Recently there was a thread on the Google Summer of Code students’ list discussing gender dynamics in open source, but more broadly, interactions between those of different genders (mainly the discussion was simplified to be a discussion of sexes, which I think demonstrates the lack of understanding of the difference between gender and sex. But I suppose that’s a blog post for another day).
It was noted that many of the women on the list have blog addresses and other details that quickly self-identify the authors as female. There was discussion about whether this is a good thing or not, and the possible reasons behind it.
Here is what I wrote:
I think what you mention about yourself shows the world what you think about yourself, and what you consider yourself.
If first and foremost you associate your identity with being female (or male) or straight (or not)… then I guess that’s your prerogative.
But I, for one, am not /just/ an Asian male. I’m not just a Computer Science student. I’m not just a coder. I’m not just an Engineering student. I’m not just 20-years old. I’m not just a blogger. I’m not just an Open Source contributor. I’m not just an advocate of strange and often unpopular ideas.
I am a human being, with many dimensions. And I don’t try to simplify it by putting myself in a box and categorizing myself as anything.
I think that the key is just to understand everyone for who they are, and part of that is being somewhat ambiguous. As Leslie [Hawthorne] somewhat alluded to, it’s about managing people’s preconceptions about you.
I do not actively try to hide that I am male, or that I am Asian (you might guess that from my last name). There are all sorts of preconceptions people might have about things, and there are lots of -isms we should seek to avoid. (I’m Asian – maybe that means I’m a bad driver, and that I can’t pronounce Rs. I’m male – maybe I’m violent. I’m in Computer Science, presumably that means I play Dungeons & Dragons with my classmates on the weekends. I’m in Engineering, maybe that means I’m sexist.)
The reality is: none of these things should matter, nor should they define you.
Just be yourself. You show to the world what you consider relevant about yourself.
And for what it’s worth, I found out the other day that someone I respect and admire in the open source community is a teenager. Somewhere around 15 years old. It’s impressive, really. I look up to him, because he’s a really smart guy. But that wasn’t something he brought up right away; his nickname wasn’t “smartdude15” or anything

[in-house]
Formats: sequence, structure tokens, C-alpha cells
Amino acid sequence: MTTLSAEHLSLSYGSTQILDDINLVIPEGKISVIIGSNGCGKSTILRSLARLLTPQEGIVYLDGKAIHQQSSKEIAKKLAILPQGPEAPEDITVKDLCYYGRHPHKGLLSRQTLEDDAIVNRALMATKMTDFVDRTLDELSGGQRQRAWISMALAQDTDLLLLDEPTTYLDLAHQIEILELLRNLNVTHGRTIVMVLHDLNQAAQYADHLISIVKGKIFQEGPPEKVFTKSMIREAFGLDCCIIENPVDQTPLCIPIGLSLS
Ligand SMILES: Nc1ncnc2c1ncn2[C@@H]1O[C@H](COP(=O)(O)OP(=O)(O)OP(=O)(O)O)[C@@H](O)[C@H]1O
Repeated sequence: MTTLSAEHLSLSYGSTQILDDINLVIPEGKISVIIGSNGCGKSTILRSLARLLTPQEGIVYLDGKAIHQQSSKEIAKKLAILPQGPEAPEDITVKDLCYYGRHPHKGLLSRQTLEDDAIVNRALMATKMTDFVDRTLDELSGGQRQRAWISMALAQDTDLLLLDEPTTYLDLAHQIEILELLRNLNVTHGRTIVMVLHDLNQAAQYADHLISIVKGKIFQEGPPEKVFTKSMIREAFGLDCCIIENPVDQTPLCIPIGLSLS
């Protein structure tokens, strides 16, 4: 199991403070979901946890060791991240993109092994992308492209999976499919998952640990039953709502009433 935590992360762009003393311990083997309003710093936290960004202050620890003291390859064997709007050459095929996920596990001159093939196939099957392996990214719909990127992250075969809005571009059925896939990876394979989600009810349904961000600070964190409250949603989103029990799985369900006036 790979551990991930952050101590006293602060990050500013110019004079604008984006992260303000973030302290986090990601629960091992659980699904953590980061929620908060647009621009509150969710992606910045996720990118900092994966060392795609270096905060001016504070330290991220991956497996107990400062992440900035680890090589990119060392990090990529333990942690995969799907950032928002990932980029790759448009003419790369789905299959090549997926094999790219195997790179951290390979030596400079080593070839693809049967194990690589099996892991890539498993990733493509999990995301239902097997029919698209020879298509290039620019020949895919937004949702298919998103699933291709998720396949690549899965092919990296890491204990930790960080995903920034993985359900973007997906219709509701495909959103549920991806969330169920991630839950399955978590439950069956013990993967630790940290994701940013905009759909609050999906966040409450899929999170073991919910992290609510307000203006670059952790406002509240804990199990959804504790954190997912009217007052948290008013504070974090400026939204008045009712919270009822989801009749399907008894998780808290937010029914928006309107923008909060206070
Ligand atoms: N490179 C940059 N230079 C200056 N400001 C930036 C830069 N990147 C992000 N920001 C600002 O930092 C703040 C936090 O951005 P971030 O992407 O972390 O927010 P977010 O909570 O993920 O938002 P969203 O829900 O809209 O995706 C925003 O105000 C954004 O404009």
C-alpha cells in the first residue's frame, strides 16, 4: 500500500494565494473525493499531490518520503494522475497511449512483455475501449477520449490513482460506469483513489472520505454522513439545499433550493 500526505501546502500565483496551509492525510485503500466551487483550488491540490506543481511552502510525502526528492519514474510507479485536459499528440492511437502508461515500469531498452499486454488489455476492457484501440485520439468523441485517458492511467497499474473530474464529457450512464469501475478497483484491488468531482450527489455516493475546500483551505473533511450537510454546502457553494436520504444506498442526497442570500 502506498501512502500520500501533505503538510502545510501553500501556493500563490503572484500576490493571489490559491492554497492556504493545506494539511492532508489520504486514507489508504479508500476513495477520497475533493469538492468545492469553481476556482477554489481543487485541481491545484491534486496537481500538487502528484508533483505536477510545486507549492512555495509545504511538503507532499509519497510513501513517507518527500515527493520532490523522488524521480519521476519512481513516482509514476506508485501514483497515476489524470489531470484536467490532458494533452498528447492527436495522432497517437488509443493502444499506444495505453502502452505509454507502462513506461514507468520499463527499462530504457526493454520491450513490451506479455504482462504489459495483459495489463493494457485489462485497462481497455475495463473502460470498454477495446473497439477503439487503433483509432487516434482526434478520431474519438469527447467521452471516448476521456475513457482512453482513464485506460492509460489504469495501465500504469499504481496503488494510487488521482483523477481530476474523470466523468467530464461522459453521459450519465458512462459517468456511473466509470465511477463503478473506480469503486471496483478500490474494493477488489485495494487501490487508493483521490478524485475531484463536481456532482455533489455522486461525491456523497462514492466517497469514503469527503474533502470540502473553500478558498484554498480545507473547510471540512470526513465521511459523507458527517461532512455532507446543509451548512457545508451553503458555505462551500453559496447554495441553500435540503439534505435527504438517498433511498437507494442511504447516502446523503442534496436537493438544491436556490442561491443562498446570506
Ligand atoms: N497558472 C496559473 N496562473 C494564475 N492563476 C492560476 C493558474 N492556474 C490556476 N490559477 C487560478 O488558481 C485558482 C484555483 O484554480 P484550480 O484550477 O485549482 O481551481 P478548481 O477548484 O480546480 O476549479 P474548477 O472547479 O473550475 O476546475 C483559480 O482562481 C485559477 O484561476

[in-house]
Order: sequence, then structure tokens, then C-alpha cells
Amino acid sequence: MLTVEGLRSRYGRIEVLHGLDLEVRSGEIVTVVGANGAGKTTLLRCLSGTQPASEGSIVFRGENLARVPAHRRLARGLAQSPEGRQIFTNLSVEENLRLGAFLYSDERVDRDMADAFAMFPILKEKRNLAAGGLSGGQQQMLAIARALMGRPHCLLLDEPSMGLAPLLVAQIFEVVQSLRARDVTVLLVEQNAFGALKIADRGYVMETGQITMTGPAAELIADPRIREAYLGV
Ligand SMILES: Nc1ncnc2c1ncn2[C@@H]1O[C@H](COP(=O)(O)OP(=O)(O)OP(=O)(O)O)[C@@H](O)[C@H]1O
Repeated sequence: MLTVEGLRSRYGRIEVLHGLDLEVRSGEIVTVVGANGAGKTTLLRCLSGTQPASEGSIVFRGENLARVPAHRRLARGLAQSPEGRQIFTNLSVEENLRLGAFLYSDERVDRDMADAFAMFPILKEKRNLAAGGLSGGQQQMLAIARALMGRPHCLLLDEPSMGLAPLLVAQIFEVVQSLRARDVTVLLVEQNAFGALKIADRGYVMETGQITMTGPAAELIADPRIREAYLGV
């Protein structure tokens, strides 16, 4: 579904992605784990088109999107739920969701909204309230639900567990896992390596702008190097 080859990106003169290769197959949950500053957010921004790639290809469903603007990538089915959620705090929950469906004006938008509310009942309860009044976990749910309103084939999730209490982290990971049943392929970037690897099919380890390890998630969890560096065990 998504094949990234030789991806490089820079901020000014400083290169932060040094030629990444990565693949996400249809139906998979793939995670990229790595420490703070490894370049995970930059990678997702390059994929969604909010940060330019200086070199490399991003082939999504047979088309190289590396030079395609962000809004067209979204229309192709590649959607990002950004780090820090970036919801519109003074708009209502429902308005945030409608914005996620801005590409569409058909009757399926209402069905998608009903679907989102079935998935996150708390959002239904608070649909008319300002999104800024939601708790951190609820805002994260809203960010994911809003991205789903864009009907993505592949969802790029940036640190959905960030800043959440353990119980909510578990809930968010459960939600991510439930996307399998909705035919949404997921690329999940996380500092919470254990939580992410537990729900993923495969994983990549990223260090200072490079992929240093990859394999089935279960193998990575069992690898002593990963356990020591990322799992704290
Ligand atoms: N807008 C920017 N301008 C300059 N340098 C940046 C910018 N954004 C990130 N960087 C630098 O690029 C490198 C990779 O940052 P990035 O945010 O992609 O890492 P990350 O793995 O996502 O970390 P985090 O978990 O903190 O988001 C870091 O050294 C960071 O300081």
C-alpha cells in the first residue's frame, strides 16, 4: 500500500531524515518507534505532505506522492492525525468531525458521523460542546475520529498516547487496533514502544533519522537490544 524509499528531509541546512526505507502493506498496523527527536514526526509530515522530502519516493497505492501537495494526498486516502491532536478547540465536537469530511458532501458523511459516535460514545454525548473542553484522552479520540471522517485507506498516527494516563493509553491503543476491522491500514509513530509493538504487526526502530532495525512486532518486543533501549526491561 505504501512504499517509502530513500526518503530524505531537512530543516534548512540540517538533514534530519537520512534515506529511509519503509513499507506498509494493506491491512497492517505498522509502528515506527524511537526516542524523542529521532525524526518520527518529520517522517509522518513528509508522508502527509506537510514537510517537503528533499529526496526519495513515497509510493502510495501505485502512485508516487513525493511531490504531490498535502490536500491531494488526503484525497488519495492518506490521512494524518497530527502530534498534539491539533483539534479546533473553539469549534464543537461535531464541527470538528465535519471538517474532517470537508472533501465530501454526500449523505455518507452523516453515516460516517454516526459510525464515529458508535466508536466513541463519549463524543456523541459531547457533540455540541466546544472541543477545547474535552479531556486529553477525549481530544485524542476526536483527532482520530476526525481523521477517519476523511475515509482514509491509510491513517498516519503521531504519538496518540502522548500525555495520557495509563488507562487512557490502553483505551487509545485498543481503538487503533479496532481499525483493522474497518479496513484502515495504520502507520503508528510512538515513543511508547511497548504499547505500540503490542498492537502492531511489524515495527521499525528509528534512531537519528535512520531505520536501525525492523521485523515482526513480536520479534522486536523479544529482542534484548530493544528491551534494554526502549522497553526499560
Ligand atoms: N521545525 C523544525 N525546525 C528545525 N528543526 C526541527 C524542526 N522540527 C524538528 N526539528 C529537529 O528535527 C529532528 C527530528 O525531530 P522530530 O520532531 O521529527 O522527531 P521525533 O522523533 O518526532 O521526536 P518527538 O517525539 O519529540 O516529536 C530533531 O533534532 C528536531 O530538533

like that. That’s the magic of open source, and the Internet — I judged him purely on his knowledge. And once I did find out, I thought to myself… Wow, would I have thought the same thing of him if I knew his age right away? Would I have even given him a chance, or would I just dismiss everything he said as something an immature teenager might say?
I think along with sexism there are tons of other issues to worry about, like racism (consider how difficult it is in some cultures, and even in Western culture, to be really accepted if you are gay, lesbian, transgender, bisexual, two-spirited, asexual, intersex…) In fact, being gay was considered a disease until relatively recently.
I’m glad for all the progress women have made in the past several decades. Not everyone has reached a point where they are accepted in mainstream society, and not everyone feels comfortable announcing certain details about themselves.
If *all* you are is a woman in a male-dominated world, then I feel sorry for you. I truly, truly do. Because none of the women I respect and admire are that. They are, first, talented Engineers, Scientists and Programmers, who are only incidentally female. Being female isn’t something that really identifies them any more than the colour of their skin, hair or eyes. No, no, they are talented, and that is, in the end, all I care about, and that is one reason I am grateful for Open Source — because you oftentimes don’t meet the people you are working with all the time in real life, so you cannot judge them on anything other than their ability.